slow human development can put an end to fast economic growth. According to the Human Development
Report 1996, "during 1960-1992 not a single country succeeded in moving from lopsided development
with slow human development and rapid growth to a virtuous circle in which human development and growth
can become mutually reinforcing." Since slower human development has invariably been followed
by slower economic growth, this growth pattern was labeled a "dead end."
Sustainable development is a term widely used by politicians all over the world, even though the notion
is still rather new and lacks a uniform interpretation. Important as it is, the concept of sustainable
development is still being developed and the definition of the term is constantly being revised, extended,
and refined. Using this book, you can try to formulate your own definition as you learn more about
the relationships among its main components--the economic, social, and environmental factors of sustainable
development--and as you decide on their relative significance based on your own system of values.
According to the classical definition given by the United Nations World Commission on Environment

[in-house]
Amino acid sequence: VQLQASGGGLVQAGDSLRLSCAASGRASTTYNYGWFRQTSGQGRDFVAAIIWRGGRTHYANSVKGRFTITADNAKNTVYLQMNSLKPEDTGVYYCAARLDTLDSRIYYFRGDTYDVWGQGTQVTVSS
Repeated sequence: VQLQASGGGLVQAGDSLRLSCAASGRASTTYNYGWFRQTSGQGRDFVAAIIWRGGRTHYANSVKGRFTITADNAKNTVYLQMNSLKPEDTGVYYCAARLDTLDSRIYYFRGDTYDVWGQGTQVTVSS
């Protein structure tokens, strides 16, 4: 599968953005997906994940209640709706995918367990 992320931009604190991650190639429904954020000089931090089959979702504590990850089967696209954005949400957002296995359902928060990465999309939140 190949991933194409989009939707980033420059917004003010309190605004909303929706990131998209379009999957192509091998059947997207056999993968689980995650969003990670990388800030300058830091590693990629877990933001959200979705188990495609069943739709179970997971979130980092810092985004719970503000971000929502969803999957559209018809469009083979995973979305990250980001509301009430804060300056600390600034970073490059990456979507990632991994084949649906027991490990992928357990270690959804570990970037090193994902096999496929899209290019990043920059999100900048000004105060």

and Development in 1987, development is sustainable if it "meets the needs of the present without
compromising the ability of future generations to meet their own needs." It is usually understood
that this "intergenerational" equity would be impossible to achieve in the absence of present-day
social equity, if the economic activities of some groups of people continue to jeopardize the well-being
of people belonging to other groups or living in other parts of the world. Imagine, for example, that
emissions of greenhouse gases, generated mainly by highly industrialized
countries, lead to global warming and flooding of certain low-lying islands--resulting in the displacement
and impoverishment of entire island nations (see Chapter 14). Or consider